Link to your media artifact(s) giving background on the issue:


After doing research on the Common Core standards, we found that there is not enough research/evidence to prove whether Common Core is effective or not. We had trouble finding the root of the problem and decided it would be difficult to create potential solutions. Additionally, Jesse attended a school where her grade transitioned into Common Core standards, while Aimee attended a private school and had never heard of Common Core. 



Talk directly with at least 3 real live people who have special knowledge about this topic or the impact your proposal would have, and summarize their comments. These may include people appearing in your media artifact (video, podcast, etc.).

CONSULTATION 1: Jamie Keingarsky (Pre-school teacher)

  • "As a pre school teacher I have noticed a decline in being able to get approval for pre school children to receive services from the school district. For example, last year I had a student who clearly should have been in a special needs school or be approved for services in my school(OT or a Siet, etc...)After several phone calls to the district he was evaluated and all services were denied. They felt out school expectations were too high. While I realize some students reach milestones sooner than others, this child clearly was not just behind but needed assistance. He could not sit still at circle time, he would flap his arms constantly, start singing a song randomly, had speech issues which made it difficult for him to express his wants and needs and therefore he would resort to pushing and hitting just to name just of a few of his behaviors. In my opinion, it is unfortunate that it is becoming harder and harder to get approval for services through the districts and so many parents can not afford to hire someone privately."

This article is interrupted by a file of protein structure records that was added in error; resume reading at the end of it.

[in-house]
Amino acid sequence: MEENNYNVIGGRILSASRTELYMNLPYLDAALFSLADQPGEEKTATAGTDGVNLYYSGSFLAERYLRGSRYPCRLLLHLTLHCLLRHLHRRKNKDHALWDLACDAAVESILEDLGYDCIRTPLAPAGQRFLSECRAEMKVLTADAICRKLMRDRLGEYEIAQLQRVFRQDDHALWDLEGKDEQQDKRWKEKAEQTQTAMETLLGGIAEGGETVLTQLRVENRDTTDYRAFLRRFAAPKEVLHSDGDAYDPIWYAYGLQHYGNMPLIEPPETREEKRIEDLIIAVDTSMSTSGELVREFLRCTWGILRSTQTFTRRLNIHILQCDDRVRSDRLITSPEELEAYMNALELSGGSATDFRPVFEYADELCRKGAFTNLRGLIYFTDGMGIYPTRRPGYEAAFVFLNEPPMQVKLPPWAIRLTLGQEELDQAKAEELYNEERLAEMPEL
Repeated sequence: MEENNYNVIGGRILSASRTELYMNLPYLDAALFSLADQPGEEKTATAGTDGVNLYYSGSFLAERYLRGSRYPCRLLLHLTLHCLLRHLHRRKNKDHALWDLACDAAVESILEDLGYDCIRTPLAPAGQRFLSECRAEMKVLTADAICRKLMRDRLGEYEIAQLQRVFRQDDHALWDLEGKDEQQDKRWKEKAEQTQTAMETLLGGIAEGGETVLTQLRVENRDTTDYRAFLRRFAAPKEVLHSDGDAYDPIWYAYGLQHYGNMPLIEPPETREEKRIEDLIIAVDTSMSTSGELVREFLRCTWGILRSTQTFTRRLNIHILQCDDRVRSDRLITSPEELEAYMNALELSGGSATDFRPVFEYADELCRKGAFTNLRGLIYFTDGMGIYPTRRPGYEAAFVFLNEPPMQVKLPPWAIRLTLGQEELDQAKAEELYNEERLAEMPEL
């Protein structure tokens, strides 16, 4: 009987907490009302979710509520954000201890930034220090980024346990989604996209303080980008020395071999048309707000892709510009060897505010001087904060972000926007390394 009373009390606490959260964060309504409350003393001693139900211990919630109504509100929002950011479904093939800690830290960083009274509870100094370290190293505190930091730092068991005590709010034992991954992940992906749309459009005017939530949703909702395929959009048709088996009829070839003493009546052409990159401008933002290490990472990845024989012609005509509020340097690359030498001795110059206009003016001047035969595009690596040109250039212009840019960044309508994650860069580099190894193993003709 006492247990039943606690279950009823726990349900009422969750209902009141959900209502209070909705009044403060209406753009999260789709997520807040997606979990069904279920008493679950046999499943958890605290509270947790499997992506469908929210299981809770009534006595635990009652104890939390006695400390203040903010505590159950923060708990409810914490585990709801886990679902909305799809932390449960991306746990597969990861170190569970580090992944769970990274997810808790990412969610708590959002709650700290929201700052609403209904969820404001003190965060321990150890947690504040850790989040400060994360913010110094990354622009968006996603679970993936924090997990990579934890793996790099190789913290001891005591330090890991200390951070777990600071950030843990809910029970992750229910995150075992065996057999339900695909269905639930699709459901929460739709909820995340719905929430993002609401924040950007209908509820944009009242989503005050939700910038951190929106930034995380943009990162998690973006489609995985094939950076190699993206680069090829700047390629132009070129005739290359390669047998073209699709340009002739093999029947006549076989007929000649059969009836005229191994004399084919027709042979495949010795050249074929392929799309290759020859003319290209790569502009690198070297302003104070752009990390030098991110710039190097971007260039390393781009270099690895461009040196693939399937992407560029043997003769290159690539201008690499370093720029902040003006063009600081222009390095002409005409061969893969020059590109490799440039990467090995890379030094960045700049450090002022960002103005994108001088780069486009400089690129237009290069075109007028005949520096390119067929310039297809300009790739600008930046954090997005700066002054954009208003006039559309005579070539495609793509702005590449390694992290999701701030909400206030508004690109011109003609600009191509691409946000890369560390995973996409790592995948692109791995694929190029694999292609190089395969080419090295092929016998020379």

CONSULTATION 2: Susan Horowitz (Assistant Director at the Jewish Community Center) 

  • We spoke with Susan Horowitz about her experience with special needs education. The Jewish Community Center (JCC) of Greater Ann Arbor is a private early childhood center but they receive all of their special needs services from the state and surrounding public schools. Susan shared with us that they have not had many problems obtaining these special needs services for their students. She did share that feels as if the students are not receiving these services as frequently as they should. For example, Susan explained that some students have aides or special services that come in a few times a week but she feels that if they had these services more often they would be more beneficial. In Susan's opinion, she does not feel that there is a problem getting these services approved for children but rather the problem is the number of resources, especially certified people, available in Michigan. Susan also shared that, oftentimes, parents do not agree with the school and think their child does not need special services. Although Susan believes the accessibility and availability of special needs education and services need improvement, she made a good point about the resistance from parents and their lack of approval for these programs.